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  • Spies in Joyce's "The Sisters"Allegorical Histories, the Irish Rebellion, and The Count of Monte Cristo
  • Bonnie Roos (bio)

It is right to be accurate even in trifles [. . . The article in The Dublin Evening Post] contained two mistakes—it asserted that I was born in 1774, and secondly, that I was intended for the Church. I was not intended for the Church. No man respects, loves, or submits to the Church with more alacrity than I. But I was not intended for the priesthood.

—Daniel O'Connell, Life and Times, July 17, 1828

People in general are totally ignorant of the crimes of the English monsters in their rule of Ireland—the facts of history are forgotten, at least in the details. [. . .] History has been so completely falsified, that not only is the truth unknown, but the foulest falsehoods have passed current as Gospel truths; the characters of the two contending parties have been quite reversed, and the horrible crimes committed by the English upon the Irish, have been quietly led to the charge of the Irish themselves, in the fictitious narratives that are popularly called histories.

—Daniel O'Connell (Personal Recollections)

—Ah, there's no friends like the old friends, she said, when all is said and done, no friends that a body can trust.

—James Joyce, "The Sisters" [End Page 195]

With the death of the old, paralyzed priest, Father Flynn, the unnamed boy narrator of James Joyce's "The Sisters" is conflicted. The boy had a relationship with Flynn, who is somehow connected to the idea of simony. Joyce's literary clues invite us to follow in the tracks of his young narrator, outlining the contours of the "gnomon" that remains to discover what is missing.1 Kevin J. H. Dettmar identifies "The Sisters" as a "detective story," with a boy as detective, puzzling through this unspoken history.2 While the boy's connection to the priest strikes a family friend as suspicious and unnatural, the story's title refers to something that at first appears to be peripheral, with Father Flynn's two sisters, Eliza and Nannie, who are hard put to explain why Father Flynn has been ostracized but not excommunicated from the Church. Eliza wonders if it has to do with a broken chalice that, they have been assured by Church officials, contained nothing—a possible hint that Father Flynn was spiritually bereft. Eliza admits, in an unsettled final observation, that she noticed Father Flynn had changed ever since he was discovered sitting in the confession box, smiling. I argue here that "The Sisters" constitutes Joyce's opening critique of Ireland's misleading historiography, a story told with missing pieces and parts, because it has most often been defined and biased by its relationship to Catholicism.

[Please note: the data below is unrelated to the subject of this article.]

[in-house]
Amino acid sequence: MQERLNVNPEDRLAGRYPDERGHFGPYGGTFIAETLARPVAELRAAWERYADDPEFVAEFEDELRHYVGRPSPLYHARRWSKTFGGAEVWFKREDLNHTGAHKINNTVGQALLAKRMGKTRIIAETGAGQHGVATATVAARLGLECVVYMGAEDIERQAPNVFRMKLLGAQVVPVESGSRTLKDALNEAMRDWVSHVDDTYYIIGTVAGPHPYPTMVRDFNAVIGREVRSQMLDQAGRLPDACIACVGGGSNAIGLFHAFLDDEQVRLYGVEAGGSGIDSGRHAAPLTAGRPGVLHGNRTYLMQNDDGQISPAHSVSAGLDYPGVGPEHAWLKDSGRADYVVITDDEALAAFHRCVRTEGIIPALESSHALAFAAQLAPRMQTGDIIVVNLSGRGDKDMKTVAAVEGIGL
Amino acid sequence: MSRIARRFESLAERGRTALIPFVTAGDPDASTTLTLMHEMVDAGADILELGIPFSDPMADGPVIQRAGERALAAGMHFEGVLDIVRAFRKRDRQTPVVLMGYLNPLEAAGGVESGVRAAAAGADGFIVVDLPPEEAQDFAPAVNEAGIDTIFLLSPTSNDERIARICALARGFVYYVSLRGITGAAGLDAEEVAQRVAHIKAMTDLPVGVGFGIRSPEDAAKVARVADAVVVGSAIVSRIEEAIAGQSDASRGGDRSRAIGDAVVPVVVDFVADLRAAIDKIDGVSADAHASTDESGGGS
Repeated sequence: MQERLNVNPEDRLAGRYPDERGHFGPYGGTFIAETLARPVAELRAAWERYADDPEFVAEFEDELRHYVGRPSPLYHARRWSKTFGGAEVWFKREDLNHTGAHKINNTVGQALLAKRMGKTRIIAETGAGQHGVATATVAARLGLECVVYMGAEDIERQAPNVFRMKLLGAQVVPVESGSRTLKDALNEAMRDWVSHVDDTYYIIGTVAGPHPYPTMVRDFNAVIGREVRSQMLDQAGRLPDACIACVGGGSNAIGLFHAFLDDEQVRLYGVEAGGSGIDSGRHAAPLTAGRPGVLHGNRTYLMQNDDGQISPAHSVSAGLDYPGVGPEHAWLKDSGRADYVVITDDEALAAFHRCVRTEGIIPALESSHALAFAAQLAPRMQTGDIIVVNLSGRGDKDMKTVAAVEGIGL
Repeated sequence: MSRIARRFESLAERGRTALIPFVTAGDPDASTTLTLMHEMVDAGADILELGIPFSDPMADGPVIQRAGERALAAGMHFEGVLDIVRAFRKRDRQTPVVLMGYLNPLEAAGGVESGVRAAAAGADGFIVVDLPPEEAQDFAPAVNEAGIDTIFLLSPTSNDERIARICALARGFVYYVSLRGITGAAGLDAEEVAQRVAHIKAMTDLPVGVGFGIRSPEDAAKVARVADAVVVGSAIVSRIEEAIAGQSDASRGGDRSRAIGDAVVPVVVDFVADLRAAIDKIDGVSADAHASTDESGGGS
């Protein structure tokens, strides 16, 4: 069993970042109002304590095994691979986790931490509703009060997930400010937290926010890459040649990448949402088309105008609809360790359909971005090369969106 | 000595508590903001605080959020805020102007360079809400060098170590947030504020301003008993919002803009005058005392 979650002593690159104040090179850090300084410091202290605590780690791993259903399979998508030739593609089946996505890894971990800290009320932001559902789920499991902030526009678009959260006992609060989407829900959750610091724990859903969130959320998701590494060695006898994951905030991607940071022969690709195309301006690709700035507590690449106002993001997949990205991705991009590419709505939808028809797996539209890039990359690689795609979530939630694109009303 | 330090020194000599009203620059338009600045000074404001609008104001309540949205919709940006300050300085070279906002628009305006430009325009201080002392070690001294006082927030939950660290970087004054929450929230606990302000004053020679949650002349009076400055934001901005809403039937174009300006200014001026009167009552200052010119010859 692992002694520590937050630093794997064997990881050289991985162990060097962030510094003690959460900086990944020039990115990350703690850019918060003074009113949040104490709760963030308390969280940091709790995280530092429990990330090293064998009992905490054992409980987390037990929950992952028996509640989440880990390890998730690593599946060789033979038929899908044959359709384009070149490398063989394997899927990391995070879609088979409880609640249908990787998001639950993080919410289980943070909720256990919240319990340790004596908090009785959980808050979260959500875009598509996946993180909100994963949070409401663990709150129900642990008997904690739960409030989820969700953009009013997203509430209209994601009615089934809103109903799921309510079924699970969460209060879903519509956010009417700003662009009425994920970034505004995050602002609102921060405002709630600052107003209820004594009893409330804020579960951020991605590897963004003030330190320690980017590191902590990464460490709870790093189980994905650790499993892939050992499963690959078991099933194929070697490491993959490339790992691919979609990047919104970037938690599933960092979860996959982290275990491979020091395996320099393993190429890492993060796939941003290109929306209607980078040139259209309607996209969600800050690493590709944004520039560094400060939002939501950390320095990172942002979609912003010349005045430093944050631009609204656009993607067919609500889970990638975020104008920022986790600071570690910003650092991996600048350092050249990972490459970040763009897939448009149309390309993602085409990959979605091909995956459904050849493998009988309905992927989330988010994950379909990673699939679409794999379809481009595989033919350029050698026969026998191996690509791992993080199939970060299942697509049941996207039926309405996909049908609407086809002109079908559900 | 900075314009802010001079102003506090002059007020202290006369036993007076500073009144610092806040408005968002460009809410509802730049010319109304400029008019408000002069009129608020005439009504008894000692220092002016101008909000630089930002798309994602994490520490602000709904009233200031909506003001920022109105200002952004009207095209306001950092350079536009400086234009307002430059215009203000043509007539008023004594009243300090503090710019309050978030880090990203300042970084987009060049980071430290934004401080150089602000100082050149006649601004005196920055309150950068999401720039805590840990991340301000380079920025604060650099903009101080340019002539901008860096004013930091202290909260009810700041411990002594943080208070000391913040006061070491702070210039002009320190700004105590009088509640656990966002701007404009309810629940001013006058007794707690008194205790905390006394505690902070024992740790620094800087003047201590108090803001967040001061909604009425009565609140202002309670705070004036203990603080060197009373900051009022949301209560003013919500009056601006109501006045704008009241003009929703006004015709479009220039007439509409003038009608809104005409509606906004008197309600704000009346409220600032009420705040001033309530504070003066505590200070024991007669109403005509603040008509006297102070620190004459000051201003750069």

To be an Irishman of Joyce's era was to know something of Robert Emmet, Lord Fitzgerald (both Protestants), and the history of the failed 1798 (and related 1803) Rebellions, which had so divided Ireland, even though Protestants and Catholics alike suffered under the economic yoke imposed by the Union, and even though both had fought, and both had been religiously oppressed, on both sides of the Rebellion. But written documentation of this defining event of Irish national history3 often served to further divide an already fractured nation4 at the very moment it might have been uniting it, by offering a story of shared oppression, complicity, and mourning. Instead, the assumed interdependence between Irish colonial resistance and Catholicism was so pervasive that historians well into the twentieth century would point to Charles Stewart Parnell's political fall during the 1890s as reflecting Ireland's first division between Catholicism and Nationalism. In "The Sisters," Joyce scaffolds Dubliners with the critical imperative for his readers to learn their history—the truth of their history—even where it is not noble, or exceptionalist, or complimentary to a Catholic tradition.

Some of the stories in Dubliners have already been illuminated by such reclaimed historical backdrops. Since Kevin Whelan's thoughtful criticism, we have come to understand "The Dead" as imbricating Ireland's [End Page 196] complicated post-Famine history at the end of Dubliners, for example.5 But we...


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